Home > Investor Participation > On the benefits of Shareholder Engagement

On the benefits of Shareholder Engagement

On November 9th 2012 I wrote a post on Blockholder Disclosure: a case for transparency or for monitoring benefits?, where I gave arguments for and against a proposed regulation in the USA to limit the power of activist investors to hide their stakes, (both in volume and disclosure delay). Also on September 22nd 2012 I wrote about the engagement concept in my post Engagement: concept, objectives, and phases.

It is now time for Canada to think of an initiative similar to the one in the USA, and proponents advocate for a disclosure obligation once a shareholder reaches 5%, (instead of the previous 10%), in a lapse of two days, (full disclosure, not just a press release, which they ask to be required immediately).

As s response for the Administration`s requirement for comments, two associations of the institutional investor community (Managed Funds Association and Alternative Investment Management Association), sent a letter which shows their discontent with the measures, and in particular refers to:

1.     Benefits of shareholder engagement,

2.     Regulatory history and comments on the effects of the previous regulation,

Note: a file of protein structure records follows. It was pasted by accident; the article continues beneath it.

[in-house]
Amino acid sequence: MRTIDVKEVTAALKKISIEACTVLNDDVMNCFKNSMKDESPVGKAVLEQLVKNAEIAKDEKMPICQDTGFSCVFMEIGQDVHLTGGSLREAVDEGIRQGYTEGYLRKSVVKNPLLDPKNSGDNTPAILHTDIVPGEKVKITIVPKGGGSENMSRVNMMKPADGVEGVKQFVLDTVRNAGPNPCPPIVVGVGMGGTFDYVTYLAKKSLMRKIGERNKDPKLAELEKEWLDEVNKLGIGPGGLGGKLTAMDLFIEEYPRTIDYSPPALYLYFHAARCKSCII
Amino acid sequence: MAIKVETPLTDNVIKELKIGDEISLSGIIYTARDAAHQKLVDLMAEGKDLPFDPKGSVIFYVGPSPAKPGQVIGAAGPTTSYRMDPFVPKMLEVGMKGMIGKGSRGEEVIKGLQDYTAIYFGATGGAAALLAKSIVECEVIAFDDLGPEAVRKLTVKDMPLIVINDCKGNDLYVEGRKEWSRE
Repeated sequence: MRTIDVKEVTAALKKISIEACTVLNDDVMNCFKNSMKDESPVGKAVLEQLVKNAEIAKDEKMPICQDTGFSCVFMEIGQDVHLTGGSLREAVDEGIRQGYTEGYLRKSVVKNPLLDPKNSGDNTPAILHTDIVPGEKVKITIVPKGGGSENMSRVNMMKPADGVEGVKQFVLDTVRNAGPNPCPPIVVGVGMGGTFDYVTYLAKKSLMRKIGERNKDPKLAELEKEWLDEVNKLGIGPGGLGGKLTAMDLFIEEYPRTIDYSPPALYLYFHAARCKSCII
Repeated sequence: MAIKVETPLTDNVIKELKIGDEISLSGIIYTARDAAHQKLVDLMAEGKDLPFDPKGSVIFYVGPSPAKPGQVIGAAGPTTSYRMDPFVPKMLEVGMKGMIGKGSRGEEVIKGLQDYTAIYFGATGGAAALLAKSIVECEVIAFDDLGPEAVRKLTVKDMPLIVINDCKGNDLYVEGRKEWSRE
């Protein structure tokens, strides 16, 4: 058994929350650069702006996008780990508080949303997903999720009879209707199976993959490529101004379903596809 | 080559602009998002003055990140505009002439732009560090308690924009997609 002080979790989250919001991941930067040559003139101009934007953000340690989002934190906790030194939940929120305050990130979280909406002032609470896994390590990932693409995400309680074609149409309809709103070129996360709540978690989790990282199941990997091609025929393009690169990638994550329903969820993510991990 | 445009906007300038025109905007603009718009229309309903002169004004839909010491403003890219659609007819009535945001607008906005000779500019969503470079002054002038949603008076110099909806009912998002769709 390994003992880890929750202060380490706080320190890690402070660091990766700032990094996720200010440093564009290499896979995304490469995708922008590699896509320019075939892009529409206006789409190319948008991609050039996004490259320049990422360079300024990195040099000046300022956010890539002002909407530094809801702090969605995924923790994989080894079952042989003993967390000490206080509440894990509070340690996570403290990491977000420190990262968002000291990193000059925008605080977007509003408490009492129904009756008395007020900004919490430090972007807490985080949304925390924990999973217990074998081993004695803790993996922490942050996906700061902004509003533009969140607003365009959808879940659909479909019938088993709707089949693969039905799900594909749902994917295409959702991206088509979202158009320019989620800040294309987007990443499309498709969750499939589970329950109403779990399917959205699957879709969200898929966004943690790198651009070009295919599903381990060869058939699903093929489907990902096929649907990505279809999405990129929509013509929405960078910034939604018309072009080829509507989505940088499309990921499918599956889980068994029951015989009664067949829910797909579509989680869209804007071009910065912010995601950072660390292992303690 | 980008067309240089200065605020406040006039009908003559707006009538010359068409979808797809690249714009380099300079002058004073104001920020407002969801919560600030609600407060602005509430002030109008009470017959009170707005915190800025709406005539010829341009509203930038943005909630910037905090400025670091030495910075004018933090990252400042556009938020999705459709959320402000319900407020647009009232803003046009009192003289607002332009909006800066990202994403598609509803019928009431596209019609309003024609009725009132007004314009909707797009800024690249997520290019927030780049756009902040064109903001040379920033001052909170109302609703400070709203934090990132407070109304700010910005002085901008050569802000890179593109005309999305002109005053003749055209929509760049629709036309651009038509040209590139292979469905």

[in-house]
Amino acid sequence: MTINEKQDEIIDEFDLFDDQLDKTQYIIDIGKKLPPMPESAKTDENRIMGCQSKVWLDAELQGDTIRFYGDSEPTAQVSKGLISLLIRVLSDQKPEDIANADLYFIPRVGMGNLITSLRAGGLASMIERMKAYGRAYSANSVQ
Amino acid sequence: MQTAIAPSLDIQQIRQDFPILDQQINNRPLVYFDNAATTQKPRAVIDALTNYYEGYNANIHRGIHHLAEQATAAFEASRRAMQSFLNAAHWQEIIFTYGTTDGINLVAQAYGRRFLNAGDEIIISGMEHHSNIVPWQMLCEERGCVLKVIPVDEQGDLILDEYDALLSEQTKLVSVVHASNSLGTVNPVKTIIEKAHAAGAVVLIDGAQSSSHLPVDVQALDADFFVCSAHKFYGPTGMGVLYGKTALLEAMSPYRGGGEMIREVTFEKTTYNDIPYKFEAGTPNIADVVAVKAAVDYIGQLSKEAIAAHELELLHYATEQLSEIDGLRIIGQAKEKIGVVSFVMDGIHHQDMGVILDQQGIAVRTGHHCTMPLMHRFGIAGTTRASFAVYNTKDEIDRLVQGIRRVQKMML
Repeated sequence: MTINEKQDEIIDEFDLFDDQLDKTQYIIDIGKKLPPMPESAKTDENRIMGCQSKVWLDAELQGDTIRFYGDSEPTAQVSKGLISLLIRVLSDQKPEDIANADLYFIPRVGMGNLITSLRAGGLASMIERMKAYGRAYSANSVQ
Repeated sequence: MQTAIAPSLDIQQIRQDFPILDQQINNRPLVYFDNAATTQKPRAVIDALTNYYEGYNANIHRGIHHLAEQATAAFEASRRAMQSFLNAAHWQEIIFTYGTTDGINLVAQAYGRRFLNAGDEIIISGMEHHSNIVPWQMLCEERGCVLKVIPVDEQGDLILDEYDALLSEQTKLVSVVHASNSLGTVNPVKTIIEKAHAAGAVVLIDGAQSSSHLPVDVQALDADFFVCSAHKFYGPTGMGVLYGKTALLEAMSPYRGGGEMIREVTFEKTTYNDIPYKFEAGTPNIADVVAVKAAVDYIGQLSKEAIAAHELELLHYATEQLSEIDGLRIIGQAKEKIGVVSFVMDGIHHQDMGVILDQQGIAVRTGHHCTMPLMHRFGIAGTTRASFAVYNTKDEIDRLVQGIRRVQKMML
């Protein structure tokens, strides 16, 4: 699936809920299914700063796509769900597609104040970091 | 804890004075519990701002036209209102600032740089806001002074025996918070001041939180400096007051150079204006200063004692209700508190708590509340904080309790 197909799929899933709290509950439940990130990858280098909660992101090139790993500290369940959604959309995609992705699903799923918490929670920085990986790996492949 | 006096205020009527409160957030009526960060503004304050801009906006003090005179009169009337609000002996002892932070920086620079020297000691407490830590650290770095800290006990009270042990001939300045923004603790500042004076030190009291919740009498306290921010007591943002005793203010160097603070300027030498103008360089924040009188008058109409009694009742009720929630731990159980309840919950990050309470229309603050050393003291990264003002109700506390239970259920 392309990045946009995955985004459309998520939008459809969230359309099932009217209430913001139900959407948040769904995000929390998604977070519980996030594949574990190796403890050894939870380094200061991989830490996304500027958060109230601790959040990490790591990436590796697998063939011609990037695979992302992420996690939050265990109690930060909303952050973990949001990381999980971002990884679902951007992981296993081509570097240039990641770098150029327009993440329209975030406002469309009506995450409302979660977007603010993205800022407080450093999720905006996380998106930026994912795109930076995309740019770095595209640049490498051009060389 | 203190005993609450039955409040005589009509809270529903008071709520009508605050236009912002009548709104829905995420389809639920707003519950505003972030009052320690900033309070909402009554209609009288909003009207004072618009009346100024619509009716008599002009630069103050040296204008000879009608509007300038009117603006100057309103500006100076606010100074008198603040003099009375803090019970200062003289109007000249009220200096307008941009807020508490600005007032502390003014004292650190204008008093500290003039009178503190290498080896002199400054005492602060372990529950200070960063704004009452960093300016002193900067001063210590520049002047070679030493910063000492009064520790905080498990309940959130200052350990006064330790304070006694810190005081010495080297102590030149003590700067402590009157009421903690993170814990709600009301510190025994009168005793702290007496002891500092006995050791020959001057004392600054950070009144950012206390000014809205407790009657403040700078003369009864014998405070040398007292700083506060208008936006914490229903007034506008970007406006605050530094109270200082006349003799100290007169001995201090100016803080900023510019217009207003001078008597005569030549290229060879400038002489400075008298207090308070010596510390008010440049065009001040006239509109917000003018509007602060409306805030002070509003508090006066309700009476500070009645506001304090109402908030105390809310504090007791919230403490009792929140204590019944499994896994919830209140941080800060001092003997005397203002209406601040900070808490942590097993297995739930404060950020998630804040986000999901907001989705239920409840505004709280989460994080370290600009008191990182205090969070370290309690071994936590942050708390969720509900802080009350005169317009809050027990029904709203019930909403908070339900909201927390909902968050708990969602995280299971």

3.     Regimes in other countries,

4.     The substance of the proposed changes, and their view.

We will in this post refer to the first part of their commentary, the benefits of shareholder engagement, thus the reasons why their economic incentives should be preserved. But we will just make a quick commentary on the different systems applied in the main financial economies.

1.     Different regulatory regimes.

United States. Section 13 of the 1934 Act establishes a 5% reporting threshold, and obligations to disclose plans by the acquirer in a 10 day period, during which shareholders are not prevented from dealing with shares, and further increase their stake, so their economic incentive in engaging with the company. Only derivatives granting the right to acquire the beneficial ownership of shares in 60 days need to be disclosed and included in the percentage calculations.

United Kingdom. The threshold is 3% for UK issuers, (5% for non UK ones). It applies to all shares, whatever their class, (it is not applied within each share class). The maximum delay is 2 days for UK issuers and 4 days for UK issuers, but the wording refers to the moment the acquirer is aware of the fact, which allows for some more time. Disclosure is just for the fact, not the plans, and there is no prohibition to trade in any period. Derivatives are counted if they give the right to acquire shares, or the right to vote.

Australia. It refers to relevant interest upper then 5%, so that it leaves aside most derivatives not entailing the power to dispose of the share or the vote. The acquirer has 2 days for “a soft” disclosure after being aware of the fact, with no moratorium on trading.

2.     Benefits of shareholder engagement.

Engaged shareholders exchange views and management recommendations with managers and boards in the investee companies; they monitor management, and are a tool against the agency problem, thus adding efficiency to the way companies are managed, and increasing their performance and value creation.

But before considering their benefits and costs, we will explore their objectives.

What are their objectives?